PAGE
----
The University of California, Davis is leading the establishment of a new Integrative Center for Alternative Meat and Protein (iCAMP).
The centre will work towards the large-scale commercialisation and technological advancement of alt-proteins, including cell-based meat, plant- and fungal-based foods, and innovative hybrids that combine conventional meat products with alternative proteins.
Bringing together leading researchers and academic institutions, industry professionals, advocacy groups and food innovators, the centre aims to make the global food system more sustainable.
On January 17, iCAMP will launch with an ‘Innovation Day’ at the UC Davis Robert Mondavi Center for Wine and Food Science. Scientists, programme leads and partners will share research and collaborations to advance food innovation in alt-meat and proteins.
Centre director David Block said: “Expansion of conventional animal agriculture is unlikely to be able to meet demand at a reasonable price. We have to come up with alternatives and create additional sustainable food sources.”
iCAMP will research ways to enhance consumer acceptance of and preference for alt-proteins. This deeper understanding will enable researchers and companies to develop products that are “highly desirable” to consumers of different backgrounds and interests, whether they are focused on taste, nutrition, shelf life and stability, cooking properties, cost or other factors.
Block also leads the UC Davis Cultivated Meat Consortium, an interdisciplinary group of scientists, engineers, entrepreneurs and educators developing technologies to grow animal cells more efficiently for less cost. Block added that the consortium, the first academic group to receive federal funding for cell-based meat research, will now become an integral part of iCAMP.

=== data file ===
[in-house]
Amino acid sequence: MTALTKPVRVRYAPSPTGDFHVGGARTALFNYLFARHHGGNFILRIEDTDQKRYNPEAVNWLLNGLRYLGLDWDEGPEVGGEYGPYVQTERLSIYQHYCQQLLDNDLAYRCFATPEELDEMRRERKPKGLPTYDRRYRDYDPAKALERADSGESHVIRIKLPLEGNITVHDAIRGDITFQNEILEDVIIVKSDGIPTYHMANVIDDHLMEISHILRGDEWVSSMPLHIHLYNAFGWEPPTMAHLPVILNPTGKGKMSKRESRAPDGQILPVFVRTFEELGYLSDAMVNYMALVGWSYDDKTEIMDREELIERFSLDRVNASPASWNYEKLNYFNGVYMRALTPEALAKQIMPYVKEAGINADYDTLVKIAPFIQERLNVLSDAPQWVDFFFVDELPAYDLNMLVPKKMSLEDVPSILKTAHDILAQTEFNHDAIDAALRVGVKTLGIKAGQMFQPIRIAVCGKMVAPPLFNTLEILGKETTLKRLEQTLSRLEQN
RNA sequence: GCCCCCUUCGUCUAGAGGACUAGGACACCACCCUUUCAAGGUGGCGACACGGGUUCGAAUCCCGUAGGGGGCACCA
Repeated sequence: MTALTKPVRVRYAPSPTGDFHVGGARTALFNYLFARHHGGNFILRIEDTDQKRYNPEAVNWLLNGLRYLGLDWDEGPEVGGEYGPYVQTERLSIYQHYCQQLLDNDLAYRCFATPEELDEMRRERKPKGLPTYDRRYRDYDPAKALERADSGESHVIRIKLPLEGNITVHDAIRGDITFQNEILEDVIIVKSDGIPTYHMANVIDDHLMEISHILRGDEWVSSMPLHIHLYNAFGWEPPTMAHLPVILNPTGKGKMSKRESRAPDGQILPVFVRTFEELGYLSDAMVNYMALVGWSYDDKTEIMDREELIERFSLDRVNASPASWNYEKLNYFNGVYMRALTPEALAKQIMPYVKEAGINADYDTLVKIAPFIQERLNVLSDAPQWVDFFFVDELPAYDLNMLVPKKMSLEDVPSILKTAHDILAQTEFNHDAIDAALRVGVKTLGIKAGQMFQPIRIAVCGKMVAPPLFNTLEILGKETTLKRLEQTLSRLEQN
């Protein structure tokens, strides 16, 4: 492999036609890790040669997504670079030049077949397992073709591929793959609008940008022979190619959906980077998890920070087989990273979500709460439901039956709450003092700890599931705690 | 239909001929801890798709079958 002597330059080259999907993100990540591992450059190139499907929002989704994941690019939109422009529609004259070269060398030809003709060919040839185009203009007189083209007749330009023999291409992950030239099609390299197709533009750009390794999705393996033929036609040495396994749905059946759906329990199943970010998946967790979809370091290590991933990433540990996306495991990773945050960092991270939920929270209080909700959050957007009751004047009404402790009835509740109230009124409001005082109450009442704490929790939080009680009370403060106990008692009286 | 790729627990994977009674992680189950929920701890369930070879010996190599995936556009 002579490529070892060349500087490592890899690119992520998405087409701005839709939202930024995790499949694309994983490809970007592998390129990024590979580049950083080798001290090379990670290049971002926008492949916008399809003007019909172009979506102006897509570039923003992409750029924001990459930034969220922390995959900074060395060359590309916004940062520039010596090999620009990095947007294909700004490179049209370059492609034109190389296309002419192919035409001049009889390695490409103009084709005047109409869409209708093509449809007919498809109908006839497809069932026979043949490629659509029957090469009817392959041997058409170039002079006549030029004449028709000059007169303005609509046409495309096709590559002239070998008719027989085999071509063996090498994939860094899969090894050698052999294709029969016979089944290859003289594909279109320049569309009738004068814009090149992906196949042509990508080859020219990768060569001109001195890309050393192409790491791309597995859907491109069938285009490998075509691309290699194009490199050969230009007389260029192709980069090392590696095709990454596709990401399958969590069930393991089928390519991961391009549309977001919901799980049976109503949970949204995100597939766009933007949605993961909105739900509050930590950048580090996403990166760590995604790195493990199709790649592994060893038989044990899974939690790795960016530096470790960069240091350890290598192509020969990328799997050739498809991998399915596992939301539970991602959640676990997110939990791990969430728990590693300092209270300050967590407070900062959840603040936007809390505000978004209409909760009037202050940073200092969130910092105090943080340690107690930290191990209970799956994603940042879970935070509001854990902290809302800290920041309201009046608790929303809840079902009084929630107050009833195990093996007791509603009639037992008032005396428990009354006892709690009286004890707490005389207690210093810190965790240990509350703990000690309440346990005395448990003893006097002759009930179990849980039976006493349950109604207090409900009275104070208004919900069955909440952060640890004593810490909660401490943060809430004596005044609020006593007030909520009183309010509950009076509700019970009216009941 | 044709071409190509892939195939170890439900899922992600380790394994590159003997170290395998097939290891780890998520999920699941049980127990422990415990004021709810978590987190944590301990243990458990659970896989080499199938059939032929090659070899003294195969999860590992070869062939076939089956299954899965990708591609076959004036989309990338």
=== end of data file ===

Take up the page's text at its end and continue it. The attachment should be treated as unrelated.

UC Davis will collaborate with other research institutions and organisations, including UCLA, the University of Maryland Baltimore County, the USDA, Solano Community College and the Culinary Institute of America.
The initiative will also focus on workforce development, including classes and continuing education for students and professionals to help the industry grow. By actively fostering partnerships and encouraging the exchange of knowledge, the centre aims to catalyse the development of breakthrough technologies, driving down production costs, enhancing scalability, and ultimately making alt-proteins more accessible to consumers worldwide.
iCAMP researchers are also working with industry and regional developers to create a more complete ecosystem of business incubators, pilot facilities and contract manufacturers focused on food-tech. They are planning ways to connect with the public, from food policy seminars to introducing consumers to new meat products in on-campus dining halls, and more.
The California legislature provided $5 million for research into alt-proteins in 2022 at three University of California campuses — UC Davis, UCLA and UC Berkeley. Some of UC Davis’ $1.67 million share will be used to start the new Integrative Center for Alternative Meat and Protein.